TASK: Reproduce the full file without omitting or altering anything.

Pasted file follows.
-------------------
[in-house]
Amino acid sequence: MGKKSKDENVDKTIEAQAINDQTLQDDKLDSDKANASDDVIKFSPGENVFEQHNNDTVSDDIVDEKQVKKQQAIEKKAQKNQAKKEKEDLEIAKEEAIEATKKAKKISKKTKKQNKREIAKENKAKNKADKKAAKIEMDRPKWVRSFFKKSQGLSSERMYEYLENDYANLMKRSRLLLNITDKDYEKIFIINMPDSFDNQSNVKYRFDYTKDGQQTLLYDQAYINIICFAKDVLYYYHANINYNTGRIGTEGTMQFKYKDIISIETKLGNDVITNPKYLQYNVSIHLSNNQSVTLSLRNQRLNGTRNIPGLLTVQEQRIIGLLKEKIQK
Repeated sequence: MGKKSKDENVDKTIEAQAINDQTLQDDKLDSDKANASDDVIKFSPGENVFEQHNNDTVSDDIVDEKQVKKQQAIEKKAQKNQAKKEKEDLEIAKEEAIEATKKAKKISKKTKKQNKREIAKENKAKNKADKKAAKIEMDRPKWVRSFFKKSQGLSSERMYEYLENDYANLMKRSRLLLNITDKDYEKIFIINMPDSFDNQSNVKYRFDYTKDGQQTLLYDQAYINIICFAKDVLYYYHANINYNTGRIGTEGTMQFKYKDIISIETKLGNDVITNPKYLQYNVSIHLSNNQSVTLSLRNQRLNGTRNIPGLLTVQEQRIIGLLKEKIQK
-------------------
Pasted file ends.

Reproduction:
[in-house]
Amino acid sequence: MGKKSKDENVDKTIEAQAINDQTLQDDKLDSDKANASDDVIKFSPGENVFEQHNNDTVSDDIVDEKQVKKQQAIEKKAQKNQAKKEKEDLEIAKEEAIEATKKAKKISKKTKKQNKREIAKENKAKNKADKKAAKIEMDRPKWVRSFFKKSQGLSSERMYEYLENDYANLMKRSRLLLNITDKDYEKIFIINMPDSFDNQSNVKYRFDYTKDGQQTLLYDQAYINIICFAKDVLYYYHANINYNTGRIGTEGTMQFKYKDIISIETKLGNDVITNPKYLQYNVSIHLSNNQSVTLSLRNQRLNGTRNIPGLLTVQEQRIIGLLKEKIQK
Repeated sequence: MGKKSKDENVDKTIEAQAINDQTLQDDKLDSDKANASDDVIKFSPGENVFEQHNNDTVSDDIVDEKQVKKQQAIEKKAQKNQAKKEKEDLEIAKEEAIEATKKAKKISKKTKKQNKREIAKENKAKNKADKKAAKIEMDRPKWVRSFFKKSQGLSSERMYEYLENDYANLMKRSRLLLNITDKDYEKIFIINMPDSFDNQSNVKYRFDYTKDGQQTLLYDQAYINIICFAKDVLYYYHANINYNTGRIGTEGTMQFKYKDIISIETKLGNDVITNPKYLQYNVSIHLSNNQSVTLSLRNQRLNGTRNIPGLLTVQEQRIIGLLKEKIQK